If the words “Fire Seal” bring to your imagination a Sea World show gone terribly wrong, then you probably won’t be interested in this blog. But, for anyone associated with the field of aviation, you’ll recognize a crucial element of aircraft safety. Fire Seals are barriers located within an aircraft nacelle that, in the event of an engine fire, work to keep it contained within the immediate area and deny it the oxygen it needs to propagate. This provides the opportunity to safely shut down the engine or APU.
Few things worry the cautious traveler more than the idea of an aircraft engine fire. After all, it’s not like you can pull over 6 miles above the ground and call Triple-A. But, the reality is that without fire, a flight would be impossible. It is the controlled burn of fuel within the engine that generates the thrust necessary for flight. So, what those burdened with ensuring aircraft safety focus on is the prevention, detection, and suppression of unwanted engine fire. To combat this, aircraft are designed with redundant systems for fire detection which alert the flight crew to engage in appropriate countermeasures. These include cutting off fuel to the compromised engine and activating fire extinguishers. These are examples of active measures for fire control.
Fire seals fall into the category of passive systems. Passive systems are always in place and require no external engagement to function.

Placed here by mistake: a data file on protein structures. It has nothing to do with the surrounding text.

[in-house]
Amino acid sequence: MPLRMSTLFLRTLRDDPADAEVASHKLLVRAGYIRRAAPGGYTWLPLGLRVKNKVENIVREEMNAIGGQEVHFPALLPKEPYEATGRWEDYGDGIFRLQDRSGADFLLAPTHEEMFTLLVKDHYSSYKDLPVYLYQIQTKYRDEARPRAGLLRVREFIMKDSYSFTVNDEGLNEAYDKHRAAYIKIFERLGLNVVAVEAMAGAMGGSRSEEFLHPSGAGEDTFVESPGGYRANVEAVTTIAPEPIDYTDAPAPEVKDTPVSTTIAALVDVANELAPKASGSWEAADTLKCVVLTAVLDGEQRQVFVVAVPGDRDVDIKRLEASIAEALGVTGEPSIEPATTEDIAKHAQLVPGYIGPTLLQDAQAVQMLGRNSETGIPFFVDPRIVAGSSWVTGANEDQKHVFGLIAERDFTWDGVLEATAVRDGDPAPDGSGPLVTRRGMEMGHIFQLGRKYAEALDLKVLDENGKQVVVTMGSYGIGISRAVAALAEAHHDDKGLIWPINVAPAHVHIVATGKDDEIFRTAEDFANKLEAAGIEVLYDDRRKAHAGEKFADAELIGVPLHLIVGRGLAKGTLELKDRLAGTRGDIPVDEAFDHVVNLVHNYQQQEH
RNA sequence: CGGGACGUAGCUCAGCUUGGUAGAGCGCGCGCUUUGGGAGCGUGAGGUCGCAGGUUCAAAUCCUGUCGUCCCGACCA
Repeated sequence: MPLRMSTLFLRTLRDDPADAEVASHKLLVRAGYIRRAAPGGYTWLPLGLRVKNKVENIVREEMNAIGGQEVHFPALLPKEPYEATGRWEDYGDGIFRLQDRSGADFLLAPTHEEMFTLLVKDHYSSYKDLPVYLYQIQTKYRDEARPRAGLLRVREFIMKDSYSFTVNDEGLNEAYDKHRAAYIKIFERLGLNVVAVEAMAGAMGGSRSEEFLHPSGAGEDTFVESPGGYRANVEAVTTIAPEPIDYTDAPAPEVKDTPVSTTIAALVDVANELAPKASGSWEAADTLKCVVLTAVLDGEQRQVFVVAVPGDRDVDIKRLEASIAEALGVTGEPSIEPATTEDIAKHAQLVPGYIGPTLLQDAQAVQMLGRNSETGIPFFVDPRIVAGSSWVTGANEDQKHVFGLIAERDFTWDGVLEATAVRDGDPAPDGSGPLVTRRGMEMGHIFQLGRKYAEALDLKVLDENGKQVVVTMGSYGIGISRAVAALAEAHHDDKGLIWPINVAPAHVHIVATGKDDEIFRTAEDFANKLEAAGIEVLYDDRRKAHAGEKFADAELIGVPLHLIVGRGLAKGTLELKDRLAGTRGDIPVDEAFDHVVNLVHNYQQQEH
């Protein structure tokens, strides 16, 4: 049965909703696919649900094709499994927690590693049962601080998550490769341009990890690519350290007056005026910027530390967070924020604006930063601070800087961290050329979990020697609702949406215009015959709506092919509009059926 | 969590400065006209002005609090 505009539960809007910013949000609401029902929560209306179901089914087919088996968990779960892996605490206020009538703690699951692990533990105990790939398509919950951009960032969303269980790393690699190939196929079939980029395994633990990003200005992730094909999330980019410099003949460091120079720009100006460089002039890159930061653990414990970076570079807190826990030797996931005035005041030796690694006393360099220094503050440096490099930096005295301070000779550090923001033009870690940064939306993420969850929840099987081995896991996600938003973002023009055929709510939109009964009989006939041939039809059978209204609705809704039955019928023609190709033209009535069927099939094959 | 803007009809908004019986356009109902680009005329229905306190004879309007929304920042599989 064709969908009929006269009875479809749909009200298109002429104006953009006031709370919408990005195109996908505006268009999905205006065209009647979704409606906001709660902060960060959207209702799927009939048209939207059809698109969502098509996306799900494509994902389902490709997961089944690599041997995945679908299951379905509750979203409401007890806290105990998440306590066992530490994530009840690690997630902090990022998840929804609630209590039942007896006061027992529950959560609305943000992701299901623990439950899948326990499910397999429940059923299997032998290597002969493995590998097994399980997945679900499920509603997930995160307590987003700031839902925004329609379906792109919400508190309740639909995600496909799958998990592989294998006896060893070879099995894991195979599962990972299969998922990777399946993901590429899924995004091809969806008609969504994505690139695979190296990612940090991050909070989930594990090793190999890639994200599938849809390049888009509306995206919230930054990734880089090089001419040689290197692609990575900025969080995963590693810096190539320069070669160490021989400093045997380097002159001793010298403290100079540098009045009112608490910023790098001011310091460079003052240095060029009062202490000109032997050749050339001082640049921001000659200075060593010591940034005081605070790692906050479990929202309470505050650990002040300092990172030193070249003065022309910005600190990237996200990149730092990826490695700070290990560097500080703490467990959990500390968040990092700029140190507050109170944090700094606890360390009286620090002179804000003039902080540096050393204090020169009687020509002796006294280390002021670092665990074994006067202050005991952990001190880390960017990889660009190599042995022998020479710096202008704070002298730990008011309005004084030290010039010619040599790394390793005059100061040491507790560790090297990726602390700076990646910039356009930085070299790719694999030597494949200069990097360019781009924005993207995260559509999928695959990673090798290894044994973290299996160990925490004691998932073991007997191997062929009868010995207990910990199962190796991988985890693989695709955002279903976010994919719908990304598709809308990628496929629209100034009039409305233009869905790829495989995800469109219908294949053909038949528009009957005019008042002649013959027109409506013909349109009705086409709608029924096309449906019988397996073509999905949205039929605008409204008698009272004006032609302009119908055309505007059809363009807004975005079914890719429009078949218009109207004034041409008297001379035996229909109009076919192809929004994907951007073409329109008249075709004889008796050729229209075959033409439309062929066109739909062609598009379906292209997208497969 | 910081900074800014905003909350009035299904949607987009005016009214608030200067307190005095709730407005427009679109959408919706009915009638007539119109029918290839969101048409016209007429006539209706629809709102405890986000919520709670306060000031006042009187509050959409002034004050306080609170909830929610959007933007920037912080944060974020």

Fire seals typically feature a composite structure. A flame-resistant elastomer is layered with a fire-resistant fabric which helps to maintain the structural integrity of the seal for a specific period of time. Typical materials used are silicone, aramid fabrics, ceramic, or other inorganic fabrics. Seals are typically molded for finite lengths (typically < 12 feet long) and can be spliced to meet longer length requirements or irregular geometries. Intricate custom shapes are possible employing salt core molding techniques.
Typical configurations include:
The main specifications governing fire seals are ISO 2685 and AC20-135. These documents define the test methods and acceptance criteria for evaluating seal performance. Seals are evaluated by their ability to survive exposure to a 2000 degree flame for a specified period of time. Components can be classified as either fire-resistant (5 minutes) or fireproof (15 minutes).
Parker's Engineered Materials Group supplies fire seals through our Composite Sealing Systems Division (CSS), headquartered in San Diego, CA. Our seals have been tested by a third-party laboratory and have been proven to meet the requirements of the governing specifications. Testing consists of exposing a production-representative component to a set of application-specific conditions that may include pressurization, airflow, and vibration, all while exposed to a calibrated 2000°F flame. The component must not allow any burn-through during the entire test and should not self-ignite after the burner is removed.
Parker is a major supplier to many major aerospace OEMs. To learn more about how we can help support your production, reliability, and safety goals, contact us.
Learn more by watching our video on all our sealing solutions for aerospace.
Article contributed by Brian Alessio, business development engineer, Engineered Materials Group, Parker Hannifin.
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